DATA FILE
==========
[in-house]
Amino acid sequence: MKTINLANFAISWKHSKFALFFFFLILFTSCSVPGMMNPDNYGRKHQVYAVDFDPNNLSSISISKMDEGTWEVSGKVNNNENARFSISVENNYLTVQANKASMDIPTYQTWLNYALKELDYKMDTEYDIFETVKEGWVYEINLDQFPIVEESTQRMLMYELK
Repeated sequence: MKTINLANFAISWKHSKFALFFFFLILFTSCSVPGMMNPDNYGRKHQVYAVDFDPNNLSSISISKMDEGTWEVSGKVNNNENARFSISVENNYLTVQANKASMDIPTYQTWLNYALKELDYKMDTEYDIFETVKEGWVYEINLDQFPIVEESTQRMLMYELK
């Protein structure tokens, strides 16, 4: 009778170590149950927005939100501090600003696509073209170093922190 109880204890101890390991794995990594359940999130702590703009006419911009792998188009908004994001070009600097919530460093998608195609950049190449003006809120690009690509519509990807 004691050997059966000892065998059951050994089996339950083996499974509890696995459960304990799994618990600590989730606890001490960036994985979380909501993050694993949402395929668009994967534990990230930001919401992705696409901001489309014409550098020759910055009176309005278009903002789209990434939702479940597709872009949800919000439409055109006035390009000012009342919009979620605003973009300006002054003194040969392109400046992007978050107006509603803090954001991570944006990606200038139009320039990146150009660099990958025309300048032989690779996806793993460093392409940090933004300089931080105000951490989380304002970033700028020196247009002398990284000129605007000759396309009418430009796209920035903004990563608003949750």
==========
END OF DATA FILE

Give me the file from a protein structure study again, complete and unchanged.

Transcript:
[in-house]
Amino acid sequence: MKTINLANFAISWKHSKFALFFFFLILFTSCSVPGMMNPDNYGRKHQVYAVDFDPNNLSSISISKMDEGTWEVSGKVNNNENARFSISVENNYLTVQANKASMDIPTYQTWLNYALKELDYKMDTEYDIFETVKEGWVYEINLDQFPIVEESTQRMLMYELK
Repeated sequence: MKTINLANFAISWKHSKFALFFFFLILFTSCSVPGMMNPDNYGRKHQVYAVDFDPNNLSSISISKMDEGTWEVSGKVNNNENARFSISVENNYLTVQANKASMDIPTYQTWLNYALKELDYKMDTEYDIFETVKEGWVYEINLDQFPIVEESTQRMLMYELK
């Protein structure tokens, strides 16, 4: 009778170590149950927005939100501090600003696509073209170093922190 109880204890101890390991794995990594359940999130702590703009006419911009792998188009908004994001070009600097919530460093998608195609950049190449003006809120690009690509519509990807 004691050997059966000892065998059951050994089996339950083996499974509890696995459960304990799994618990600590989730606890001490960036994985979380909501993050694993949402395929668009994967534990990230930001919401992705696409901001489309014409550098020759910055009176309005278009903002789209990434939702479940597709872009949800919000439409055109006035390009000012009342919009979620605003973009300006002054003194040969392109400046992007978050107006509603803090954001991570944006990606200038139009320039990146150009660099990958025309300048032989690779996806793993460093392409940090933004300089931080105000951490989380304002970033700028020196247009002398990284000129605007000759396309009418430009796209920035903004990563608003949750």